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VPN Protocols Explained: PPTP vs L2TP vs OpenVPN vs SSTP

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Saturday, May 24th, 2014


Virtual Private Networks have gained significant popularity among privacy conscious internet users in the last few years. However, there still seems to be a lot of confusion regarding VPN terminology and how VPNs work behind the scenes. In this article, we will compare the most popular VPN protocols against various parameters and reveal which protocol is the best as far as online privacy is concerned.

PPTP vs L2TP vs OpenVPN vs SSTP

Brief History – The PPTP protocol was developed by a group of companies (including Microsoft) to implement VPN like features over dial-up networks. The L2TP protocol was derived from two existing protocols and is often cited as a replacement for the PPTP protocol. The OpenVPN protocol is an open source protocol that makes it easy to deploy SSL based VPN solutions. The SSTP protocol was developed by Microsoft to route PPTP and L2TP traffic over secure SSL channels.

Encryption – Although the PPTP protocol can tunnel data, it doesn’t have encryption capabilities. Instead, it relies on Point-to-Point Encryption (MPPE) which can encrypt data with up to 128 bit encryption. Likewise, the L2TP protocol doesn’t have built-in encryption features but when used with the IPSec protocol, it can provide up to 256 bit encryption. The OpenVPN protocol relies on the OpenSSL library and supports an array of encryption techniques (AES, Blowfish, 3DES, and RC5) to deliver up to 256 bit encryption. The SSTP protocol uses SSL v3 to encrypt data which can provide up to 256 bit encryption.

Ports – The PPTP protocol routes packets through TCP port 1723 whereas the L2TP protocol relies on UDP 500, UDP 1701 and UDP 5500 ports to channel traffic. The OpenVPN protocol is not a port specific protocol; it can be configured over any port (including UDP and TCP ports). The SSTP protocol uses TCP port 443 to route traffic through secure channels.

Since the PPTP and L2TP protocols use fixed ports, VPNs using these two protocols can be easily blocked by ISPs and network administrators. However, it is extremely difficult to block OpenVPN and SSTP based VPN traffic since it is not easy to distinguish VPN packets from the usual HTTPS based web traffic.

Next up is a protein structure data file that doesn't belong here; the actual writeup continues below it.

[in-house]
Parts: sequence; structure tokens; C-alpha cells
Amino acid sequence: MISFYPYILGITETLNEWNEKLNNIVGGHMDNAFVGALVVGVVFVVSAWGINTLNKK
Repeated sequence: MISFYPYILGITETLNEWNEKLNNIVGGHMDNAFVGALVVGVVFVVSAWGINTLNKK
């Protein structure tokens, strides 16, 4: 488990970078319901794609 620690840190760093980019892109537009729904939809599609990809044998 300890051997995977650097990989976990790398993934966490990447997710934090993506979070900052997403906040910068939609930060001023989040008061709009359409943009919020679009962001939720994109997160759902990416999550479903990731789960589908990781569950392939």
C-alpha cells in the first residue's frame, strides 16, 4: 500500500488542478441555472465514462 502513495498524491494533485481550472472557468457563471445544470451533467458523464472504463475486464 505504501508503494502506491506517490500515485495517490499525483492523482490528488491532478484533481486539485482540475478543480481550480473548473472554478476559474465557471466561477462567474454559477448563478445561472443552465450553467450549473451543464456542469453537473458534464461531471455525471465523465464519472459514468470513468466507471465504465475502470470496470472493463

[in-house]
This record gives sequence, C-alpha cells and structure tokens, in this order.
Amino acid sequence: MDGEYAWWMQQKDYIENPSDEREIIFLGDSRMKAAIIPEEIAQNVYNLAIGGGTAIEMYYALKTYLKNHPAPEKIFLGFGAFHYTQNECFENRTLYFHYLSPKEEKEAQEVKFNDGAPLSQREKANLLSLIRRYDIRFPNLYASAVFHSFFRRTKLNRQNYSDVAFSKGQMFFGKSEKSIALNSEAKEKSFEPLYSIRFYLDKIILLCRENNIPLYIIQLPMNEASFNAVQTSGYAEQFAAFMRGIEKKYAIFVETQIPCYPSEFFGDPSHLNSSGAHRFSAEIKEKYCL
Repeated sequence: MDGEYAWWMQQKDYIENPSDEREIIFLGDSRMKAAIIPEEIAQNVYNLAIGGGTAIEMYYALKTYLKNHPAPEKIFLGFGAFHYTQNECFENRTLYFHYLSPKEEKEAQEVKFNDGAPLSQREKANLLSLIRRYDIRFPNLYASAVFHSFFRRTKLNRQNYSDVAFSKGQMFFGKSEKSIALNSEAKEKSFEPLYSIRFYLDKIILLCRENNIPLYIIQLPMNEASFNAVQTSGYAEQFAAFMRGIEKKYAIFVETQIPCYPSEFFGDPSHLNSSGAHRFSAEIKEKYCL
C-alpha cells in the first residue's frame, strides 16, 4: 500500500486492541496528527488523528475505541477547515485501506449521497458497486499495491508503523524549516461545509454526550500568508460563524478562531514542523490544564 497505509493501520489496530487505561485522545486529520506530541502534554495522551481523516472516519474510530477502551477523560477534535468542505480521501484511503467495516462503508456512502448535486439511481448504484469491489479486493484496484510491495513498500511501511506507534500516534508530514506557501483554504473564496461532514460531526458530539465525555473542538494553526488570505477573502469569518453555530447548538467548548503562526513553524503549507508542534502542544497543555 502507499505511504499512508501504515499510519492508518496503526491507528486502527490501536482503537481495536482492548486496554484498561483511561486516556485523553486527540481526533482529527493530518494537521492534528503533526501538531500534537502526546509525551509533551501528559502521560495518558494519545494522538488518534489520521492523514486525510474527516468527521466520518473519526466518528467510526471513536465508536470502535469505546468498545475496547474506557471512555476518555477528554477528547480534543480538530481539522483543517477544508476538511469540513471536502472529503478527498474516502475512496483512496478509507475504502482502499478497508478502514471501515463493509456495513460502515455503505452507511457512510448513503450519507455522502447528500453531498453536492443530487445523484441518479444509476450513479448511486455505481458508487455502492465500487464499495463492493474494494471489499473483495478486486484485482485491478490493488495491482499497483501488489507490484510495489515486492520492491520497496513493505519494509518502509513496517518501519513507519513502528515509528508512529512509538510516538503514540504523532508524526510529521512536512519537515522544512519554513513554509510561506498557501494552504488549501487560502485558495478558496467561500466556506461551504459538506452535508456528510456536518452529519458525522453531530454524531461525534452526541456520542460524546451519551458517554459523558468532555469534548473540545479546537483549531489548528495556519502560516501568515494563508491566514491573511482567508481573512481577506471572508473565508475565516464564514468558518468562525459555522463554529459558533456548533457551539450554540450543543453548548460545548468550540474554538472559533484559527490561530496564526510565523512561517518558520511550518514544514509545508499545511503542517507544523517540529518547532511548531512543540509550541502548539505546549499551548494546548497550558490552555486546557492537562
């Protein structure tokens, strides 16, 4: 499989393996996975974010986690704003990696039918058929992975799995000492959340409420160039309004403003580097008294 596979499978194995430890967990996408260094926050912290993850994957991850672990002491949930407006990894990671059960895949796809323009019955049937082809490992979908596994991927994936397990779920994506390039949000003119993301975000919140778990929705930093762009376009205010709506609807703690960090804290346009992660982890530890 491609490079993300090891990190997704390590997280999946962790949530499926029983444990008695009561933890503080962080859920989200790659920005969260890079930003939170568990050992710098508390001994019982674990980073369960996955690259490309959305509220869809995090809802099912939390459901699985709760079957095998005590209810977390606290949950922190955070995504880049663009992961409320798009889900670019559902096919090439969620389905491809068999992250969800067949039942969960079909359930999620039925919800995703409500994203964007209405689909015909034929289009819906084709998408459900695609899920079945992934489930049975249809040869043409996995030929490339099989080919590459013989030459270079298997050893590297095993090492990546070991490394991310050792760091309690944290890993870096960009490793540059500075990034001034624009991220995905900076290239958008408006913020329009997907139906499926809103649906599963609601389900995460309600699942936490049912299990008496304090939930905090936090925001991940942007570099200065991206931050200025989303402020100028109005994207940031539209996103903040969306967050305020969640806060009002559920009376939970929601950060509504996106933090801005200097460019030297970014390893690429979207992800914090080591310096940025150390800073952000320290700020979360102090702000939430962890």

Speed – The PPTP protocol involves lower overhead so it is quite fast. On the other hand, the L2TP protocol needs to encapsulate data twice which compromises speed. The OpenVPN protocol is the fastest VPN protocol when it is used in the UDP mode. The SSTP protocol is reasonably fast but it takes much longer to establish a connection.

Compatibility & Ease of Setup – Most operating systems (including mobile operating systems) offer native support for PPTP and L2TP protocols so VPNs based on these 2 protocols are extremely easy to setup. On the other hand, none of the Operating systems offer native support for OpenVPN so you need to download and install third party software in order to use it. Earlier the OpenVPN protocol could be used only on computers but now there are third party apps available that make it compatible with mobile operating systems (including Android and iOS). Most OpenVPN based VPN solutions offer their own VPN client or configuration files to make the setup process easy but manual configuration of the OpenVPN protocol definitely requires advanced technical know-how. The SSTP protocol is available only for Windows (Vista onwards), Linux and BSD. Setting up a SSTP VPN on Windows OS is almost identical to setting up a PPTP or L2TP based VPN.

Security Vulnerabilities – The PPTP protocol is known to contain multiple vulnerabilities (especially related to MSCHAP-v2 and RC4 algorithm). On the other hand, there are no known security vulnerabilities associated with L2TP, OpenVPN and SSTP protocols.

Conclusion – Overall, the OpenVPN protocol is the clear winner as far as online security and privacy is concerned. While it is somewhat difficult to setup and doesn’t offer native support for most systems, it offers a fast and reliable privacy solution that cannot be blocked by usual methods.


May 24, 2014
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